Spay
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Join date: Aug 2007
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#1
Okay, so me and my band have gotten most of our timing issues and playing issues down. And we're on the same page. But our vocalist has a very low voice, and is more often then not flat to what we're playing.

Is it possible to tune down maybe a half step and even tune to be intentionally flat, like tuning to 430Hz instead of 440Hz. Will this comprimise the sound of the music or make it more difficult for some reason, or even just plain old not work? Or can we do this and have it work?
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BobMarleysGhost
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#2
Your singing can still be flat if you down-tune. it'd be easier to get him to work on his voice. Sing an octave lower if he can't manage it.
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Spay
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Join date: Aug 2007
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#4
Well, it would only be a temporary fix. I just need to know if it would work. We've had him sing into a tuner and he's usually flat on most notes he holds, except when we calibrated it to around 430Hz. I know he'll have to get vocal lessons, but we have a gig coming up soon, and we just need to sound good.
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emr_steelmech
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#5
Don't change the Hz, that sounds like crap. It could help to downtune a half step, thats no problem as long as your singer adjusts.
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axemanchris
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#6
Quote by emr_steelmech
Don't change the Hz, that sounds like crap. It could help to downtune a half step, thats no problem as long as your singer adjusts.


Disagree, personally. Whether you tune to A440 or A410 or A475, nobody will notice.

I think it comes down to *why* your singer is singing flat. If it is because he can't quite reach the notes, then tuning down a few cents won't make a lick of a difference. Tuning down an entire half-step may well do the trick. You also might want to investigate doing the song in a different key to accommodate his range. Singing down an entire octave is enough of a change that audiences could have a hard time with it.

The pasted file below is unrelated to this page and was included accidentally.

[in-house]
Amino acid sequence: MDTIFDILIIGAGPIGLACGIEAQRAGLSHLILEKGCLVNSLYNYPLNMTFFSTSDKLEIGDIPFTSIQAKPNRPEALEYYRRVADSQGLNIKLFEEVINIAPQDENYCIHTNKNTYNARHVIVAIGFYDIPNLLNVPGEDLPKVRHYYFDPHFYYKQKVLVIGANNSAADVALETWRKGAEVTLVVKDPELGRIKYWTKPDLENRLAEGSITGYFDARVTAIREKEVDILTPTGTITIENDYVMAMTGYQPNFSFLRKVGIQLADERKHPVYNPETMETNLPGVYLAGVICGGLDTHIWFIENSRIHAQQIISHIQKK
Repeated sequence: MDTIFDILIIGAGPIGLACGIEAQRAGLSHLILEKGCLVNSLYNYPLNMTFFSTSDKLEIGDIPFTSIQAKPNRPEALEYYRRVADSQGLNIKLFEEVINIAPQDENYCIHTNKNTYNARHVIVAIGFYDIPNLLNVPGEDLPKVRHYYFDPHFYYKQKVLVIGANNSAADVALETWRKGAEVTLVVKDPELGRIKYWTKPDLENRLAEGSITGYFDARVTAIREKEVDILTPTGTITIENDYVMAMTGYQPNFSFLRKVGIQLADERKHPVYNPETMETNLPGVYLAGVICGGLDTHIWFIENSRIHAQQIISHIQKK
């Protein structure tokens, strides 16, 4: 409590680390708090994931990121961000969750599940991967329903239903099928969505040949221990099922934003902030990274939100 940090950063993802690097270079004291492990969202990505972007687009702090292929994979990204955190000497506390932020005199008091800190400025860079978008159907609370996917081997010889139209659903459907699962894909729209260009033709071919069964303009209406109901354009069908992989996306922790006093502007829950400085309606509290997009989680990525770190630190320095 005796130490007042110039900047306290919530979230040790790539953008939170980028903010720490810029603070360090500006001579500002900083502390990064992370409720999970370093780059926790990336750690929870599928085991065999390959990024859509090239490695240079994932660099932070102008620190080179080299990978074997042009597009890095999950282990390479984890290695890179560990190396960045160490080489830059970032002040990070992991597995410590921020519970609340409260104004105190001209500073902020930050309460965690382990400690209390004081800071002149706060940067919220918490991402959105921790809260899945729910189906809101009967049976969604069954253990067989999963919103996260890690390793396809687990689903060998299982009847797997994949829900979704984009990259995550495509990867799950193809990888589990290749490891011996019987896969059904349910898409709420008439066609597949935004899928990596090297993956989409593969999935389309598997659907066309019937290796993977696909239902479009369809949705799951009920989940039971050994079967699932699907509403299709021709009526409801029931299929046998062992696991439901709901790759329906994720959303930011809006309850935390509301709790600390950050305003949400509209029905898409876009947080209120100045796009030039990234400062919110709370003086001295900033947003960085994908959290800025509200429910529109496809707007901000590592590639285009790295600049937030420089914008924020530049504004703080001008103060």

If the reason he is singing flat is just because he sings flat - lack of technique, lack of control, lack of an ear to recognize the difference, etc., then you've got a whole other problem on your hands that changing *anything* you do won't make a lick of difference. The only solution then is lessons and practice for your singer.

CT
Could I get some more talent in the monitors, please?

I know it sounds crazy, but try to learn to inhale your voice. www.thebelcantotechnique.com

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shortyafter
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Join date: Jul 2007
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#7
It sounds like more of a technique problem than anything. Keep practicing.

In the meantime, you can try tuning to Eb like the others have said. Or you could also have him sing an octave lower. If that's too low, use a capo to bring it up some. It's easier than singing the high octave and tuning down. Just don't go use the capo to go too far up, or the guitar will sound obnoxious and twangy (you only want that sound for certain types of songs).